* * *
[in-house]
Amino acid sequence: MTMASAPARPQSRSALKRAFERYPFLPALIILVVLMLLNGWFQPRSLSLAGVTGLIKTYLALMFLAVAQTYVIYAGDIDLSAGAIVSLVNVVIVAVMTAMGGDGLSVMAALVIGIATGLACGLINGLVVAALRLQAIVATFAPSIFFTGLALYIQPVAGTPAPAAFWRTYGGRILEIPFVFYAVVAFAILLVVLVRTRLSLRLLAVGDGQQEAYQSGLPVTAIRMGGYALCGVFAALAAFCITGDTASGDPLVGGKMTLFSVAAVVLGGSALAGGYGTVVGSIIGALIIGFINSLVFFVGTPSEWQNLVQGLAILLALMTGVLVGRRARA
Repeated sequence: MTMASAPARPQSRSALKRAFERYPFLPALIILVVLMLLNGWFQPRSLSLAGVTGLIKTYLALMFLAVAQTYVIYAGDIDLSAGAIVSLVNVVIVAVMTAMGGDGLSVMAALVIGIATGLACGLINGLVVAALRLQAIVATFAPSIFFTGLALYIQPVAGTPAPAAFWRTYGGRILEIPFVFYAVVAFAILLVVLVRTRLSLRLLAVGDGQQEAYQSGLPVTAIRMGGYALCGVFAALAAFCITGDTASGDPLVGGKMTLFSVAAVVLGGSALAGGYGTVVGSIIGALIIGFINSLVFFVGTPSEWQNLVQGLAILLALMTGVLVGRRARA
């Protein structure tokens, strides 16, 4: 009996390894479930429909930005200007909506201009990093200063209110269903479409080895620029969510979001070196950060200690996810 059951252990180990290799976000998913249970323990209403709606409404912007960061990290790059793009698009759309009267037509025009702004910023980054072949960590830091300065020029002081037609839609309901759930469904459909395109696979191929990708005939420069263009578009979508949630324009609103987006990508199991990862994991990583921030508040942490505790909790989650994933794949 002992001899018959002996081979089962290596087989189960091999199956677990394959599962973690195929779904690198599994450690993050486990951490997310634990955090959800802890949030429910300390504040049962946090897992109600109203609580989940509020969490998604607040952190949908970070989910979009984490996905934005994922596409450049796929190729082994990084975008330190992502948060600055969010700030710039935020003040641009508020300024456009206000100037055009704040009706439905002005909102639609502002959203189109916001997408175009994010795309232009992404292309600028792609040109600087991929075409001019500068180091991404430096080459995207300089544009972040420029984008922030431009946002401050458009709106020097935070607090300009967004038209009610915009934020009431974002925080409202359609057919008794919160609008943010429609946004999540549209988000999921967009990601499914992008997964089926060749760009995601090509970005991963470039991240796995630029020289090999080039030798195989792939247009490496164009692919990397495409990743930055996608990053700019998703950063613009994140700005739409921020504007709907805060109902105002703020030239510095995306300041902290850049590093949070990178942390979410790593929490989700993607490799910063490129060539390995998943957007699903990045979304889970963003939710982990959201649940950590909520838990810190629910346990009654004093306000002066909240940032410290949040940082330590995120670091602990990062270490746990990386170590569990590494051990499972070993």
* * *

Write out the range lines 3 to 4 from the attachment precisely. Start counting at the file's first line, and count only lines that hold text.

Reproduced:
Repeated sequence: MTMASAPARPQSRSALKRAFERYPFLPALIILVVLMLLNGWFQPRSLSLAGVTGLIKTYLALMFLAVAQTYVIYAGDIDLSAGAIVSLVNVVIVAVMTAMGGDGLSVMAALVIGIATGLACGLINGLVVAALRLQAIVATFAPSIFFTGLALYIQPVAGTPAPAAFWRTYGGRILEIPFVFYAVVAFAILLVVLVRTRLSLRLLAVGDGQQEAYQSGLPVTAIRMGGYALCGVFAALAAFCITGDTASGDPLVGGKMTLFSVAAVVLGGSALAGGYGTVVGSIIGALIIGFINSLVFFVGTPSEWQNLVQGLAILLALMTGVLVGRRARA
């Protein structure tokens, strides 16, 4: 009996390894479930429909930005200007909506201009990093200063209110269903479409080895620029969510979001070196950060200690996810 059951252990180990290799976000998913249970323990209403709606409404912007960061990290790059793009698009759309009267037509025009702004910023980054072949960590830091300065020029002081037609839609309901759930469904459909395109696979191929990708005939420069263009578009979508949630324009609103987006990508199991990862994991990583921030508040942490505790909790989650994933794949 002992001899018959002996081979089962290596087989189960091999199956677990394959599962973690195929779904690198599994450690993050486990951490997310634990955090959800802890949030429910300390504040049962946090897992109600109203609580989940509020969490998604607040952190949908970070989910979009984490996905934005994922596409450049796929190729082994990084975008330190992502948060600055969010700030710039935020003040641009508020300024456009206000100037055009704040009706439905002005909102639609502002959203189109916001997408175009994010795309232009992404292309600028792609040109600087991929075409001019500068180091991404430096080459995207300089544009972040420029984008922030431009946002401050458009709106020097935070607090300009967004038209009610915009934020009431974002925080409202359609057919008794919160609008943010429609946004999540549209988000999921967009990601499914992008997964089926060749760009995601090509970005991963470039991240796995630029020289090999080039030798195989792939247009490496164009692919990397495409990743930055996608990053700019998703950063613009994140700005739409921020504007709907805060109902105002703020030239510095995306300041902290850049590093949070990178942390979410790593929490989700993607490799910063490129060539390995998943957007699903990045979304889970963003939710982990959201649940950590909520838990810190629910346990009654004093306000002066909240940032410290949040940082330590995120670091602990990062270490746990990386170590569990590494051990499972070993």